As I’m trudging down the hallway towards Mimi’s hospital room, I feel like I am walking to the gallows. The walls are whitewashed and I can hear the lights humming. They sound like a swarm of worker bees and look just as harsh. It smells unnaturally clean, like bleach and rubber, and I feel the scent permeate my nose and burn my nostrils just a tinge. The doctor is trying to be comforting but there is no way to be positive in this setting. He tells us that it’s pneumonia and then the prognosis worsens because, upon further testing, they find lung cancer as well. It’s difficult to see Mim looking so small and frail, being dwarfed by the surrounding machinery and large bed. The doctors inform us that regrettably there isn’t much they can do except make her comfortable. However, the comfort comes at a cost; the hospital bills keep growing and eventually we move Mim to a hospice facility.

    It brings back a feeling of home with colorful flowers by the bed and a painting of a park bustling with people, but it’ll never truly be Mim’s. Back at her house, my Uncle Tom begins to sort through her personal items and decides what to save, sell, and trash. Going through her items brings memories of both happy and sad occasions. He found her old engagement ring—an antiqued cushion cut with a halo around it, small but beautiful just like my Mimi. It’s no easy task to sort through someone else’s life, especially without them there to guide you. What would Mim want most? How can you put a price on people’s memories? Do Mim’s items lose their value if she can’t remember the whole stories behind them? What if she isn’t there anymore to cherish them? That August, Mim passed away without ever having seen her home again.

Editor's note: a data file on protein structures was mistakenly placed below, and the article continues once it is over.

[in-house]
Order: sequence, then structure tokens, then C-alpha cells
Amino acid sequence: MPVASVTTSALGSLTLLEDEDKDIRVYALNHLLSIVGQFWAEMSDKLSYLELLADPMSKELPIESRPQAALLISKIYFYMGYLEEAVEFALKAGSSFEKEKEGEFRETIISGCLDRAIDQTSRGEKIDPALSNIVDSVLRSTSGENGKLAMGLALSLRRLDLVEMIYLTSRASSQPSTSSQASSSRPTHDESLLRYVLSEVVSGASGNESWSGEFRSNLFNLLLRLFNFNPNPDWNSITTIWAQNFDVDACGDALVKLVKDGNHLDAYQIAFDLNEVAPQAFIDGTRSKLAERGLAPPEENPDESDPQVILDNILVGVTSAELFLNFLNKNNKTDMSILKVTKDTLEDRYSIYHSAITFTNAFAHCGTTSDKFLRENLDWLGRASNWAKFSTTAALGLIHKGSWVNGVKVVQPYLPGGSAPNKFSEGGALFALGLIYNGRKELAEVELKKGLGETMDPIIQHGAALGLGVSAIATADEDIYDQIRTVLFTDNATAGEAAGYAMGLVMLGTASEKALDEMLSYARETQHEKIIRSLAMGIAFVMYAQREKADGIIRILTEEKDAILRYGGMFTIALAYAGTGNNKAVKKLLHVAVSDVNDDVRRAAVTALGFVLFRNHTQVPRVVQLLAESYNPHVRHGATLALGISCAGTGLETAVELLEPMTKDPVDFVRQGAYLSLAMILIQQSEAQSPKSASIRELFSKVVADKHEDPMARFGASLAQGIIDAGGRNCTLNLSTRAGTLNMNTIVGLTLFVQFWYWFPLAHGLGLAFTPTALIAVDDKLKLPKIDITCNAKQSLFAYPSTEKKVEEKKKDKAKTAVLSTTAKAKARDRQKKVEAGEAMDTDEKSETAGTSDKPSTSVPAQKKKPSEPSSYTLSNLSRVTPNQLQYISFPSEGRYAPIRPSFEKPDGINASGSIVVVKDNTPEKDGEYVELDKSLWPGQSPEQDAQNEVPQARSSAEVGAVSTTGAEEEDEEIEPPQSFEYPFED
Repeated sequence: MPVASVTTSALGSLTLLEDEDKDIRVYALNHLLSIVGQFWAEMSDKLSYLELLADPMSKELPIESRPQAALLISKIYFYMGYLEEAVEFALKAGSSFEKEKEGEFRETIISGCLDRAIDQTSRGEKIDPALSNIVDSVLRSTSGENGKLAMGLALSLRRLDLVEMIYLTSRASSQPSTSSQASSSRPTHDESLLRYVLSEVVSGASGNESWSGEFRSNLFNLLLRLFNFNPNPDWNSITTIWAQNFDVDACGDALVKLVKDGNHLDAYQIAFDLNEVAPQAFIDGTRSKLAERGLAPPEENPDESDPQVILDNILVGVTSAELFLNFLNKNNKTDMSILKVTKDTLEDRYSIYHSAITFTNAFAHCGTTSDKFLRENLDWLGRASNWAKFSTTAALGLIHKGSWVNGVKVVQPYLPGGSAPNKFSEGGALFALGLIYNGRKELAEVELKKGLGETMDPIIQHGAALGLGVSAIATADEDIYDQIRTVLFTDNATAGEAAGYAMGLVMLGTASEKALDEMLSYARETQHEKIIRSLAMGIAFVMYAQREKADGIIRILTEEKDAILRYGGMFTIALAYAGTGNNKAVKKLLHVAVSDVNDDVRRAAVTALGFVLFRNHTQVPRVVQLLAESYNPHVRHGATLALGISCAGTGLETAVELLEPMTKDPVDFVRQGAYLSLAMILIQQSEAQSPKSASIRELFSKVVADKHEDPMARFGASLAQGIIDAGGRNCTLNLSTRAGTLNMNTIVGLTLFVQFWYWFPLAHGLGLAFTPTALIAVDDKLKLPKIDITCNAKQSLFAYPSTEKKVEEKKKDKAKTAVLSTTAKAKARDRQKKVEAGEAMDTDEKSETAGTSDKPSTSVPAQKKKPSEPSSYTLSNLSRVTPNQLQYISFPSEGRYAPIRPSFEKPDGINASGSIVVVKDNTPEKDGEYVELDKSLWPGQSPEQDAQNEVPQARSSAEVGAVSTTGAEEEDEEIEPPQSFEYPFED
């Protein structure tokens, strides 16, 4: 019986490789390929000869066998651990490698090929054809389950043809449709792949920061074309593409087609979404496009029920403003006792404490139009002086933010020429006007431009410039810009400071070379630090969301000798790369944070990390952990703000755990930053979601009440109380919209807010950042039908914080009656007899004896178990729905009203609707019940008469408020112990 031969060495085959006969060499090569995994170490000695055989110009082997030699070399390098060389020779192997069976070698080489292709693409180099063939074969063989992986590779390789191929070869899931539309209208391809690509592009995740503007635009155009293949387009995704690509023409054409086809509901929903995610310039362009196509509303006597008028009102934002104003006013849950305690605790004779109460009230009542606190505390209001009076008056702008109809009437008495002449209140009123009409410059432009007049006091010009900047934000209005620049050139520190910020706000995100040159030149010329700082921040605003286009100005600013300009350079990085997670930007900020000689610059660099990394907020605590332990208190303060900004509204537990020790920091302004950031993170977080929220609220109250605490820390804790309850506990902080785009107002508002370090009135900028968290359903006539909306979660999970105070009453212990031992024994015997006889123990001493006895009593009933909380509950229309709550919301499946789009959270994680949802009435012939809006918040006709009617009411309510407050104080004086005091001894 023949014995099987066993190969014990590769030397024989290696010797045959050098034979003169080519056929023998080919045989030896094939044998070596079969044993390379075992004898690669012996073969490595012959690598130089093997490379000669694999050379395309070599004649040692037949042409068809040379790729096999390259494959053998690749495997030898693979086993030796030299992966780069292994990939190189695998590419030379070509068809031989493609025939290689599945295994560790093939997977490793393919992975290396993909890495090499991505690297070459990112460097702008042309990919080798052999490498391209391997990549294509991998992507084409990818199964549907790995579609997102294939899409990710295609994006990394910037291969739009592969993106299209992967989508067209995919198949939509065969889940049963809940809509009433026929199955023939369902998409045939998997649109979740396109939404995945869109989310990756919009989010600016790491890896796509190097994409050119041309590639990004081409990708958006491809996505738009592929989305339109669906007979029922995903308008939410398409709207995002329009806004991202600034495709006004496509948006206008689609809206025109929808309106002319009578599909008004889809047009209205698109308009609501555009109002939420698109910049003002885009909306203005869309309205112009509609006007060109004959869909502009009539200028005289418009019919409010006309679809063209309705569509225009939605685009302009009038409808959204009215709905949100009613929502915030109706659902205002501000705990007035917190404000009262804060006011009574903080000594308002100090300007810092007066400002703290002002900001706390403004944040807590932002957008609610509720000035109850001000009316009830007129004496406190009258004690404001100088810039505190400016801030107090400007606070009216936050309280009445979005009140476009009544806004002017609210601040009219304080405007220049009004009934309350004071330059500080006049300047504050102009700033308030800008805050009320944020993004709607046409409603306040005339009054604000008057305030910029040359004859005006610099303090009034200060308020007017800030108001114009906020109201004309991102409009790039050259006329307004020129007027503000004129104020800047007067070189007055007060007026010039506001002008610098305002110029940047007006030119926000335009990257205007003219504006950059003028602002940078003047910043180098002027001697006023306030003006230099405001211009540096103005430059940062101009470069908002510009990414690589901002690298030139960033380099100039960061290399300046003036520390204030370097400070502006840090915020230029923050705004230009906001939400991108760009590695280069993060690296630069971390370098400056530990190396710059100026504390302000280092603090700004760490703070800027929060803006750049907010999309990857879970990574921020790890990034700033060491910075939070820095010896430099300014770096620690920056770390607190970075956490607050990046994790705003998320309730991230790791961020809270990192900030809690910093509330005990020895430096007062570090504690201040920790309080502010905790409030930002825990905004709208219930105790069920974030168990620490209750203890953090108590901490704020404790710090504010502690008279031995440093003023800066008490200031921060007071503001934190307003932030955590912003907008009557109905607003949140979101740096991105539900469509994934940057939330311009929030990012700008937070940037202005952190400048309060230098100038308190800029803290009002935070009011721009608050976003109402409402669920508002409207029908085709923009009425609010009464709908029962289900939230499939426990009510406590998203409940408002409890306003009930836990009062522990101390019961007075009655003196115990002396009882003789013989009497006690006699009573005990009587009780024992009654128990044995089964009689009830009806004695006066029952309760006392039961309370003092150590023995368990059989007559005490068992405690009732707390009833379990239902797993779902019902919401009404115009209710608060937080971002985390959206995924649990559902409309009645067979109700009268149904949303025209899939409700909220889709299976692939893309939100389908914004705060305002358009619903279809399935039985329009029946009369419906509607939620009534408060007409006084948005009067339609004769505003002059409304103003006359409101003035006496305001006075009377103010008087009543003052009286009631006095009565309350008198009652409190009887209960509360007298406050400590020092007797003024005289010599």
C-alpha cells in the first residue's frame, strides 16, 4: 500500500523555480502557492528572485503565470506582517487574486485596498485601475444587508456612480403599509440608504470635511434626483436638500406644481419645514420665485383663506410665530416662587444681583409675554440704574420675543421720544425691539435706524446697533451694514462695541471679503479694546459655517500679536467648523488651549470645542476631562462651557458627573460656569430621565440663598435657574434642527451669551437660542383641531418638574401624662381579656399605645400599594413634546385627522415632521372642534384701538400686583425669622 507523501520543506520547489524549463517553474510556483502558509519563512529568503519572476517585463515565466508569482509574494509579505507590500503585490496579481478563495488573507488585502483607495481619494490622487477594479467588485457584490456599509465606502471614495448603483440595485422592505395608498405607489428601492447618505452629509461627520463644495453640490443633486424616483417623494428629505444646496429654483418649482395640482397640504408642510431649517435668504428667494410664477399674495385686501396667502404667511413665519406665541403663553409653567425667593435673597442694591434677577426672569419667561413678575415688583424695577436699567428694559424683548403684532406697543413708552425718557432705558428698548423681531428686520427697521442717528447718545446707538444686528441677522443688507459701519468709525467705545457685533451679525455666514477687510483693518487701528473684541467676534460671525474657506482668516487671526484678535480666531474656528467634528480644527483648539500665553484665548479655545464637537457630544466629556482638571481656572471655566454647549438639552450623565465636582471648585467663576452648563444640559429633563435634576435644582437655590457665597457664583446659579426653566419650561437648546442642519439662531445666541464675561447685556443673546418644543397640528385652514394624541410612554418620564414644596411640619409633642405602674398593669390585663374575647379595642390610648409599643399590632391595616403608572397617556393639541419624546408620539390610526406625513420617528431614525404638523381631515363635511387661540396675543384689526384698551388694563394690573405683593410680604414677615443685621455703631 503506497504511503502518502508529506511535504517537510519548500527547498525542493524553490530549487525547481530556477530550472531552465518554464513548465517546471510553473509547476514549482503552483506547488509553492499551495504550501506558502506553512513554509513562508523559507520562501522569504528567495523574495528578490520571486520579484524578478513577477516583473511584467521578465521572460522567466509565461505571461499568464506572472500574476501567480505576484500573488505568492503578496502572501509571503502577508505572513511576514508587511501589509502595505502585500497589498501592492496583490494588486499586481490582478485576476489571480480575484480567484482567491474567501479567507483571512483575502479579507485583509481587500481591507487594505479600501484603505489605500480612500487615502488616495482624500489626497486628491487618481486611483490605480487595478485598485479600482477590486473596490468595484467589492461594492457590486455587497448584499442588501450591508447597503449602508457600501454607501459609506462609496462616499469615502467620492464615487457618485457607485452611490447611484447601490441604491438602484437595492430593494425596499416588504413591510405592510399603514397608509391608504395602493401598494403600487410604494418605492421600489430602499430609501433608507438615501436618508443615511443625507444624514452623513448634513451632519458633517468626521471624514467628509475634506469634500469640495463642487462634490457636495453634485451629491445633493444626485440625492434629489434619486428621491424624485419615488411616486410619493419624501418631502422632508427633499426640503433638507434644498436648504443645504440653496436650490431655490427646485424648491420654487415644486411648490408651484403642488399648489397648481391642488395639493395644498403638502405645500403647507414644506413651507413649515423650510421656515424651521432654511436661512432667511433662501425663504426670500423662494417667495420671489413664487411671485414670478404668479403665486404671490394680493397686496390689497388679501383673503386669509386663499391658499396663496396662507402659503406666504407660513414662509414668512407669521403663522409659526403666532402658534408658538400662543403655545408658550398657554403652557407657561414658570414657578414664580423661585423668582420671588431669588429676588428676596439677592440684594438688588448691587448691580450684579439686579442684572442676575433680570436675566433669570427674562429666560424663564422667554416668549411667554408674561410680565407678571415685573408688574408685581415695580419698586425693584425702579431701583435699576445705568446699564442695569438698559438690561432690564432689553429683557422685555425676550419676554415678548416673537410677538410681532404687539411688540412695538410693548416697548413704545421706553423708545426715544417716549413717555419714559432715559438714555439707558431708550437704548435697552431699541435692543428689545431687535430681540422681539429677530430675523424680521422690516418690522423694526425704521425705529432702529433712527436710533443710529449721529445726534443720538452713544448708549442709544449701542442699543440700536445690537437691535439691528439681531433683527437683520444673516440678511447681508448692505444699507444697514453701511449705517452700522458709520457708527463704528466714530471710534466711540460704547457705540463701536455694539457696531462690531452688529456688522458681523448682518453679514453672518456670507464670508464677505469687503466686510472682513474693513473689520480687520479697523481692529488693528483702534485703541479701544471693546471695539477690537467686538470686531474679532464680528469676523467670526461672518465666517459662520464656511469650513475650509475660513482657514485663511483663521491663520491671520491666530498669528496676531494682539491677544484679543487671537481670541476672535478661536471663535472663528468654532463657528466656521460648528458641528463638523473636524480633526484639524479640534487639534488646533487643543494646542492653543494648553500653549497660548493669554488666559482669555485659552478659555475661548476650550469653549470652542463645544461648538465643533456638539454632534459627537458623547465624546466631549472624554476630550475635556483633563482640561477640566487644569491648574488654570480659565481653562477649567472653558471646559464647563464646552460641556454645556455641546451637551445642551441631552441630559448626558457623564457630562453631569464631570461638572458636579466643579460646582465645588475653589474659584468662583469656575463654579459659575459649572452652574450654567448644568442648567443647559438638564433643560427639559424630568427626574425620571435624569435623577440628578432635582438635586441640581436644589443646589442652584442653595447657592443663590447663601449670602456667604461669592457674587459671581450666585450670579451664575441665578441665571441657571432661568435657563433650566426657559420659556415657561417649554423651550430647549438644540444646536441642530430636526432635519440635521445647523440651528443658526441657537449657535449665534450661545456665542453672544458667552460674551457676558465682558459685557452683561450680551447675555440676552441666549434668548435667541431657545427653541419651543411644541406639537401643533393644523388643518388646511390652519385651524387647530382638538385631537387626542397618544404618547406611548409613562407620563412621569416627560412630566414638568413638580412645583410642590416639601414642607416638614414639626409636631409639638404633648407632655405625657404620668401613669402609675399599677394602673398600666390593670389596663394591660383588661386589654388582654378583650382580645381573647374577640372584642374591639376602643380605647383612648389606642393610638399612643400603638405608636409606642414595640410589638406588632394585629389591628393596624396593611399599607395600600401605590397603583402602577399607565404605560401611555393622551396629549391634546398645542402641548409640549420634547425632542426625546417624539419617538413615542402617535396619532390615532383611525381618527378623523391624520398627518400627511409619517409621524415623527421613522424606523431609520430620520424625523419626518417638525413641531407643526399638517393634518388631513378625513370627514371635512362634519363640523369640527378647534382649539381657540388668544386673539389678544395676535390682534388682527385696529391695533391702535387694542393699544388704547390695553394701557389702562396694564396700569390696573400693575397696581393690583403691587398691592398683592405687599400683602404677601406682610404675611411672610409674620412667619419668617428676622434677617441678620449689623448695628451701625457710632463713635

Uncle Tom came by early in the morning with his arms full of gifts and packages that were wrapped brightly with ribbons cascading down like waterfalls and bows bursting off the boxes. It was our first Christmas without Mim, and he came well stocked and prepared for all his nieces and nephews that he would see that day. I was last to receive my gift and it was easily one of the smaller packages. It came simply wrapped with just a plain silver bag with blue tissue paper sticking up out of the top. It was fairly weighted in my hands. I was surprised and couldn’t imagine what was inside this tiny bag that weighed so much. Removing the tissue paper and dropping it to the ground, I was able to see clearly, even if just for a moment, through the tears that began to flow; inside the bag was my butler. He had been saved and survived the sorting. I was so surprised and elated to have a piece of Mimi with me, and this wasn’t just any memory. It was the most important butler. I had wondered what became of her small townspeople and village, as well as some of her other knick-knacks and beloved decor. The one thing I was most curious about, however, was my butler. Although many of Mim’s Hummels had not made it through the sorting process, my favorite managed to survive, and it was going to be mine. With tears still streaming down my face, I felt my chest lift as if a five-pound weight was removed.